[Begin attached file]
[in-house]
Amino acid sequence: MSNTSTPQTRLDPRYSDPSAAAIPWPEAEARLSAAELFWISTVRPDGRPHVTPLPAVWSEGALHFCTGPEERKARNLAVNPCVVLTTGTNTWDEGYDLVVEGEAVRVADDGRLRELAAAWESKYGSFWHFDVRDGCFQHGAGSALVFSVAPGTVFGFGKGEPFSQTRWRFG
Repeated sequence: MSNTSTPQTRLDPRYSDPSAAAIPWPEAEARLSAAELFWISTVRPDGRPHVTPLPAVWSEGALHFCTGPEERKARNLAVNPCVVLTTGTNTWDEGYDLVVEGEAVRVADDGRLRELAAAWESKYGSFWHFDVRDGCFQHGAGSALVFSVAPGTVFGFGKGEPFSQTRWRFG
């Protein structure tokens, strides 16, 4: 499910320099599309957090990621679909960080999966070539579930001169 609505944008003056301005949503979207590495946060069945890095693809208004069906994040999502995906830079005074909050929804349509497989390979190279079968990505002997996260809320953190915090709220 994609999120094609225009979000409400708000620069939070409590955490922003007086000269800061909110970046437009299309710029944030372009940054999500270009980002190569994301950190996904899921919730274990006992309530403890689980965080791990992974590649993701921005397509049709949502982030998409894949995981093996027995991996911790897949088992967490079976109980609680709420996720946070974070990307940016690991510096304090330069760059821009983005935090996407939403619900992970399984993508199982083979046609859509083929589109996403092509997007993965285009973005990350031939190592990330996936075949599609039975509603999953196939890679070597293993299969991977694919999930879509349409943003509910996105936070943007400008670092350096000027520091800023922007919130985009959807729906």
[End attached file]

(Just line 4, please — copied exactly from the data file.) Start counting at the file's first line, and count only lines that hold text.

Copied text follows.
């Protein structure tokens, strides 16, 4: 499910320099599309957090990621679909960080999966070539579930001169 609505944008003056301005949503979207590495946060069945890095693809208004069906994040999502995906830079005074909050929804349509497989390979190279079968990505002997996260809320953190915090709220 994609999120094609225009979000409400708000620069939070409590955490922003007086000269800061909110970046437009299309710029944030372009940054999500270009980002190569994301950190996904899921919730274990006992309530403890689980965080791990992974590649993701921005397509049709949502982030998409894949995981093996027995991996911790897949088992967490079976109980609680709420996720946070974070990307940016690991510096304090330069760059821009983005935090996407939403619900992970399984993508199982083979046609859509083929589109996403092509997007993965285009973005990350031939190592990330996936075949599609039975509603999953196939890679070597293993299969991977694919999930879509349409943003509910996105936070943007400008670092350096000027520091800023922007919130985009959807729906």